Hebron, Sansana (Meitar Crossing), South Hebron Hills, Mon 28.5.12, Morning

Hagit B., Michal Z. (reporting)


Translator:  Charles K.


Meitar crossing

09:00 – There’s little activity at the crossing because of the terrible stench from the Hebron stream.  We asked how those working here are doing.  The guy in the booth begins to reply politely when suddenly someone next to him whispers, “Machsom Watch!,” and he immediately alters his demeanor, stops talking to us, waves us off so we’ll “disappear.”  We’d become lepers!


Route 60

We wanted to see how the Shayuch-Beit Anun checkpoint opened.  It was open, the road full of vehicles.  They can now access Highway 60 directly, but the roadblock on the other side of the road, at the northeastern entrance to Hebron, still hasn’t been removed.



All along Highway 60, and in Hebron itself, we saw nothing unusual, nothing to report.


Kids are kids, again it’s the end of the school year, they’re all getting out early, hanging around, buying ice cream bars from the grocery.


But Hebron remains Hebron.  So what else do the kids do here!?  Gather around the soldiers’ posts and talk to them.


At the turn to Tel Rumeida, the Palestinian kids hang around the soldier in the booth.  Both sides look like they’re having a good time.  They’re unaware of the theater of the absurd in which they’re playing their parts.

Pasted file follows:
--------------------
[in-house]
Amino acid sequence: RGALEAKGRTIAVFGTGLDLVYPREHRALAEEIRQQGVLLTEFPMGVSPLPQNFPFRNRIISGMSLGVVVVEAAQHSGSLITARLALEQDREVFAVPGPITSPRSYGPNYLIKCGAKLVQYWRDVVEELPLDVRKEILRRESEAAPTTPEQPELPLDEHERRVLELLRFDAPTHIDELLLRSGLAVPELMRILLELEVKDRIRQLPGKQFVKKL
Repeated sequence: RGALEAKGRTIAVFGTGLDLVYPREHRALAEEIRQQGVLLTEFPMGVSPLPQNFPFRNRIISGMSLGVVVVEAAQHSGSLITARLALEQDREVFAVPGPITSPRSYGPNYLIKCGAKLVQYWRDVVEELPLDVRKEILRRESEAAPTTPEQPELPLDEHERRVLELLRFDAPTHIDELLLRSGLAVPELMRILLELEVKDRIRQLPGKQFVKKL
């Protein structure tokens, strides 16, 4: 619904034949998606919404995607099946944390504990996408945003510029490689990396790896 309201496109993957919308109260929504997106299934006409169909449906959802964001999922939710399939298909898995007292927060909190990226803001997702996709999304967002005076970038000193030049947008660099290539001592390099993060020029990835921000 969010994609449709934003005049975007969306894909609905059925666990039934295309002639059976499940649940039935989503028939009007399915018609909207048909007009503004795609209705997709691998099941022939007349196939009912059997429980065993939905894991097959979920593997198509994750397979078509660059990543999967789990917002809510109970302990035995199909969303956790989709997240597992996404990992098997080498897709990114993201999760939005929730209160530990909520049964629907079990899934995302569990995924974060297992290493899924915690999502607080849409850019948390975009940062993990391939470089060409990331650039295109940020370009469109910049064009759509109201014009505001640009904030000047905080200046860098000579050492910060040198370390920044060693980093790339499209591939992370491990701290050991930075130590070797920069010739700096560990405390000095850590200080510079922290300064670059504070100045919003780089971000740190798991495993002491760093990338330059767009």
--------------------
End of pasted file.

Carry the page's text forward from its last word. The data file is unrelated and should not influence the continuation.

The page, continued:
About 200 meters away, next to Beit Hadassah, settlers’ children.  Doing what?  Also hanging around the soldier stationed in the booth at the foot of the stairs to the Cordova school, also eating ice cream bars, also seem to be having a good time.

Childhood in Hebron, 2012.


Southern Hebron Hills

We left.  On the way back we decided to see what’s happening in the Eshkolot area.  The settlement, which almost abuts Ramadin, lies on the Israeli side of the Green Line.


Work is proceeding apace on this winding section of the fence.  Here’s where they use unmanned drones to chase people who lack permits, and where the army and police lay ambushes.


Soon it will be very hard for them, even impossible, to enter and earn a little money.


“The human pressure cooker” will grow, with all that implies.  But who cares?!